Halifax and Barclays cap lending on many mortgages amid coronavirus lockdown
Halifax and Barclays have withdrawn many mortgages from sale this week, making it harder for borrowers with lower equity or deposits to get a new deal, as the impact of coronavirus starts to spread to the housing market.
Halifax has taken the biggest step and temporarily pulled most deals it sells through brokers. Deals with a loan-to-value (LTV) of above 60% offered through Halifax Intermediaries, Scottish Widows Bank and BM Solutions – which are all part of Lloyds Banking Group – have been withdrawn, for both buyers and people remortgaging. You can still apply for a mortgage with a higher LTV if going direct.
Meanwhile, Barclays has withdrawn the majority of its mortgage deals above 60% LTV for purchase by new buyers. That means to get a Barclays deal if you're buying a home you'll now need a minimum deposit of 40%.
It comes as a number of smaller building societies have also capped their LTVs in the past few days at levels lower than they were pre-coronavirus.
Why are mortgage lenders withdrawing deals?
In an email to brokers on Thursday, Halifax said that resourcing and valuation issues were behind its decision to withdraw many of its high-LTV mortgages.
L&C Mortgages associate director David Hollingworth said that lending above a 60% LTV threshold "tends to require a physical valuation of the property and, while the UK is in a state of lockdown, valuers are not being sent to carry these out".
Andrew Montlake, managing director at mortgage broker Coreco, added: "In these unprecedented times, lenders – like a significant percentage of the world's population – are going into lockdown.
"The decision of the Halifax is part logistics, of course, but to stop lending above 60% shows the seriousness with which it is taking Covid-19.
"With physical valuations on hold, for many lenders 60% LTV is the level at which they can engage their automatic valuation models effectively from a risk perspective, and process cases without too much human intervention."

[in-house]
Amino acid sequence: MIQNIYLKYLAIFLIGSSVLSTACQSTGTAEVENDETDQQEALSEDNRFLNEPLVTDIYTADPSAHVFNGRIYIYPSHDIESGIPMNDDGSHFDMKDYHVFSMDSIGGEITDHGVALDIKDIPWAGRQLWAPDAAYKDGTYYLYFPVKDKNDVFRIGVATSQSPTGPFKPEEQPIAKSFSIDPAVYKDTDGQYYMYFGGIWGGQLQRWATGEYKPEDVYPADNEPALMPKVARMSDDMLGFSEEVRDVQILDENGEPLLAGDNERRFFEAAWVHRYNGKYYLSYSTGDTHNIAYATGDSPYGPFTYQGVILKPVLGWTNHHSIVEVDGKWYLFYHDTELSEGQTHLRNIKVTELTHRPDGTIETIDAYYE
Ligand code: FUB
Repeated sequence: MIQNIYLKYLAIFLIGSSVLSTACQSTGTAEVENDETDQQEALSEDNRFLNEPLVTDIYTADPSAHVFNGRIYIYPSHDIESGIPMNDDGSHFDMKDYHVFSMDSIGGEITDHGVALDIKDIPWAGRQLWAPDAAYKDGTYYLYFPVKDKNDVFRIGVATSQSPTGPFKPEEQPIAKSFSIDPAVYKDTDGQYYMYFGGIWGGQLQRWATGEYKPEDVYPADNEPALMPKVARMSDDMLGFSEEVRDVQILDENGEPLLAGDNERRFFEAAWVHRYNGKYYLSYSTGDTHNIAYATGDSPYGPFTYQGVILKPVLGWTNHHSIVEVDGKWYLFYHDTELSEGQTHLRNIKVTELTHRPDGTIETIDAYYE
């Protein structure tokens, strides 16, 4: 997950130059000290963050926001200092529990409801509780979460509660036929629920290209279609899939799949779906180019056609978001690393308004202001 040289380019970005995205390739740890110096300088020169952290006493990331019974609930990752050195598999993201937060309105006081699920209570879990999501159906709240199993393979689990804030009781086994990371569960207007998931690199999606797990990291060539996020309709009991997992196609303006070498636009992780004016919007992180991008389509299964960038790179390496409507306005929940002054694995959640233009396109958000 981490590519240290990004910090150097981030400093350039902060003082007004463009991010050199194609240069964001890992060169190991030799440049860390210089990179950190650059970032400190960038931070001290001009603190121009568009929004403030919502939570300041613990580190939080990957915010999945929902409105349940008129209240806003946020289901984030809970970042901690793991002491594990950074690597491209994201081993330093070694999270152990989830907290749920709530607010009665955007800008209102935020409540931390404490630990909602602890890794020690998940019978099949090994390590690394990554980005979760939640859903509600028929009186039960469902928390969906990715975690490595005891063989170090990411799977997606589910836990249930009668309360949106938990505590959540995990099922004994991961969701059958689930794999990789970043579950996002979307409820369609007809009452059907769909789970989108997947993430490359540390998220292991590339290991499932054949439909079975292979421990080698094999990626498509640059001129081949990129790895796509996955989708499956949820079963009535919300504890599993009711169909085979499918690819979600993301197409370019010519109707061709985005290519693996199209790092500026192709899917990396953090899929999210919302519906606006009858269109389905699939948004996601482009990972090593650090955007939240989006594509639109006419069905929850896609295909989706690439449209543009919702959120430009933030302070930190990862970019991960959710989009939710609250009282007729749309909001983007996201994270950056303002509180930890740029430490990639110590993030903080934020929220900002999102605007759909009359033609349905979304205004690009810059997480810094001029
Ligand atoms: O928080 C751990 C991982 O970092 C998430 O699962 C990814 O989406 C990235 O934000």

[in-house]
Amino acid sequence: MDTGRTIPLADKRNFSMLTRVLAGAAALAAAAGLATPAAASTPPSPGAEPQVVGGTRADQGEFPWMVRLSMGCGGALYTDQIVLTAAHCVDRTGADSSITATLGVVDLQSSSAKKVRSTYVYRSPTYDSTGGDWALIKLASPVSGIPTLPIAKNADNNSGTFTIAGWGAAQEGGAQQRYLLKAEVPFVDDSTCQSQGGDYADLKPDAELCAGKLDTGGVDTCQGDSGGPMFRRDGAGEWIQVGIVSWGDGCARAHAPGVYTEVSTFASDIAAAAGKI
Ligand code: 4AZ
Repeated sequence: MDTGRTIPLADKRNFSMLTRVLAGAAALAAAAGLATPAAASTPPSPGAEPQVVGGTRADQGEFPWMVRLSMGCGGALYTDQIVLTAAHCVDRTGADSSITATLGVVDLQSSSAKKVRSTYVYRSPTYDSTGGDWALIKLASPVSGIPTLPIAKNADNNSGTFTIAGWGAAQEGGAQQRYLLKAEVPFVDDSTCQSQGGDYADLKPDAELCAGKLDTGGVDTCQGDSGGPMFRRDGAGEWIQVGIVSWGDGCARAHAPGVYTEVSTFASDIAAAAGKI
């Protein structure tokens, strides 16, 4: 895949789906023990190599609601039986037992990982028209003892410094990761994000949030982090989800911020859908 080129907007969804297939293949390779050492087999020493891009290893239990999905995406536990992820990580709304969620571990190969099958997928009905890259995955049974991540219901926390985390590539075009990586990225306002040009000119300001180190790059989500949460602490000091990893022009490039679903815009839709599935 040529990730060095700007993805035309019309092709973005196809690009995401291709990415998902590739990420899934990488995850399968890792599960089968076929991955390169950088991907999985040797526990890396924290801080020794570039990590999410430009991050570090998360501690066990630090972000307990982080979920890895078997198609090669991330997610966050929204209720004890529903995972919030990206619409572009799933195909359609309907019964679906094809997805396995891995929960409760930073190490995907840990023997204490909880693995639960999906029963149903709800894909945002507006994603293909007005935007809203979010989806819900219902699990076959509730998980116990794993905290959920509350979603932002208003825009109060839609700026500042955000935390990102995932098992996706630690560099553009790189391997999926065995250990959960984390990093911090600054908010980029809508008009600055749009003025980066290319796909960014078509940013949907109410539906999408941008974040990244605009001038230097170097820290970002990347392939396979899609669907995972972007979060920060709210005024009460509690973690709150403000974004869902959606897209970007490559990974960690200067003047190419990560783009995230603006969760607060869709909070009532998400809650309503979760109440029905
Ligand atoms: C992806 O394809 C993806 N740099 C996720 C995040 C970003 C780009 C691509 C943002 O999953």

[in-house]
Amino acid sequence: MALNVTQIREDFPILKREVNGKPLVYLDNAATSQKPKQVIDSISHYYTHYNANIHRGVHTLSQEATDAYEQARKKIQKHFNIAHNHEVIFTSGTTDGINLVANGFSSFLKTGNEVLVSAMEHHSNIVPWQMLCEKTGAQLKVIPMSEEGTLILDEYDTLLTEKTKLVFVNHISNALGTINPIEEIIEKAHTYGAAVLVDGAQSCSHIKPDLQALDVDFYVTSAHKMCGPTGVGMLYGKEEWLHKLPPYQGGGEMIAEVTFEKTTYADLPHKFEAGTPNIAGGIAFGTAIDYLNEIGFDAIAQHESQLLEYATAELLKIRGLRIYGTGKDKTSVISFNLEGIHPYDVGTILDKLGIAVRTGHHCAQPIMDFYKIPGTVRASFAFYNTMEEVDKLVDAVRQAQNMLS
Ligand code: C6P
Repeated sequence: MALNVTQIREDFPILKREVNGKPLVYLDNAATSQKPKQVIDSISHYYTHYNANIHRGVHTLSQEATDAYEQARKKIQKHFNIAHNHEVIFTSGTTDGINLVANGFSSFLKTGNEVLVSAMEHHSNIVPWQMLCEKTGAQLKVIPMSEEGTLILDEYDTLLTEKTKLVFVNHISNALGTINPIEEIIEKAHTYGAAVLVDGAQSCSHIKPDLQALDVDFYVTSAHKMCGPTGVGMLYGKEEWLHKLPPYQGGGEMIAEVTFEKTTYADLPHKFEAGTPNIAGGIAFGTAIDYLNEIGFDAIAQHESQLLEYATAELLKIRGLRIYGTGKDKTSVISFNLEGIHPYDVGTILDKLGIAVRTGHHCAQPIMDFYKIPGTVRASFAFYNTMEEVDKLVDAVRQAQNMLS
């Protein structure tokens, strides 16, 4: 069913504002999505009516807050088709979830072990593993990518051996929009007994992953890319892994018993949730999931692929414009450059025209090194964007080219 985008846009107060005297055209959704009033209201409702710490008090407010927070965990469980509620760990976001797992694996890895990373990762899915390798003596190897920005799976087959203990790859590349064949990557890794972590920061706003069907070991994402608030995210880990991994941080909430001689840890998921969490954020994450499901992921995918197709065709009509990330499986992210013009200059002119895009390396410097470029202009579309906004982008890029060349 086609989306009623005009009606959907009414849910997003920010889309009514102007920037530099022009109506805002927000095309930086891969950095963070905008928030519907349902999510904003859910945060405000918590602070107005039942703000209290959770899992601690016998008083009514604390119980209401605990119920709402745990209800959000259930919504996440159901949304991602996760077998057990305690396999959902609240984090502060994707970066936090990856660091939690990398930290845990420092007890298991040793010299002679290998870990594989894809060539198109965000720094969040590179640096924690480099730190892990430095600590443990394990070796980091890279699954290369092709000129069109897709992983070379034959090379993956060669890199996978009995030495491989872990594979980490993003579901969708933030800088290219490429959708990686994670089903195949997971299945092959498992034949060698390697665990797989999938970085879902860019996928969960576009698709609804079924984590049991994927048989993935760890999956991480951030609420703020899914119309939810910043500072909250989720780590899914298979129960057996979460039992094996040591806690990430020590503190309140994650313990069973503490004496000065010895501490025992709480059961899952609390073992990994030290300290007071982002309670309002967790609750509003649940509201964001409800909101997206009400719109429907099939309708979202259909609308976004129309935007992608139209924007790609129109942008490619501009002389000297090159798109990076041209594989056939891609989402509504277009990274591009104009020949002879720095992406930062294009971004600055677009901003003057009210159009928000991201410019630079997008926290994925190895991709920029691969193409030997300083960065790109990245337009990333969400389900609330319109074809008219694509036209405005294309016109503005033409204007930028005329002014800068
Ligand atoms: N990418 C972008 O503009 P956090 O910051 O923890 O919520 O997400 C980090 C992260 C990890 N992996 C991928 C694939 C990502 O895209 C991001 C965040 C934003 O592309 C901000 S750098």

A Barclays spokesperson said: "This action has been taken to support our colleagues in managing the flow of applications into our UK underwriting teams, following the closure of our key offshore sites due to restrictions put in place by local government related to coronavirus.
"At the same time, it enables our colleagues to provide greater help to those customers requesting mortgage payment holiday arrangements for financial support."
What measures are other mortgage lenders taking?
A number of smaller, more specialist lenders have also taken similar steps to reduce their level of high LTV lending, while some lenders – including Vida and Pepper – have gone even further and stopped accepting new residential mortgage applications entirely.
In addition, some mortgage applications that have already been submitted are now being put on hold by major lenders if they require a physical valuation which has not yet been carried out, according to Hollingworth.
MoneySavingExpert.com understands that part of the reason behind the scaling back among smaller lenders is reduced levels of staff, and lenders prioritising existing customers.
How can I find the best mortgage deal for me?
Before the coronavirus outbreak, many lenders allowed you to borrow up to 95% LTV, meaning many first-time buyers with a small 5% deposit could get onto the housing ladder (though the higher the LTV, the more expensive your mortgage rate).
Though this largely remains the same (for now at least), nobody can predict the future.
If you're looking for a mortgage or to remortgage, you can benchmark your best deal by putting your info into our Mortgage Best Buys comparison tool.
The tool has all deals that are available direct, and most that are available to brokers. It also factors in fees. The tool will also take into account the most recent changes made by Barclays and Halifax.
For more tips on how to get a good mortgage deal, see our Cheap Mortgage Finding guide. To learn more about the differences between fixed and variable mortgages (such as a tracker), see our What type of mortgage to choose? guide.
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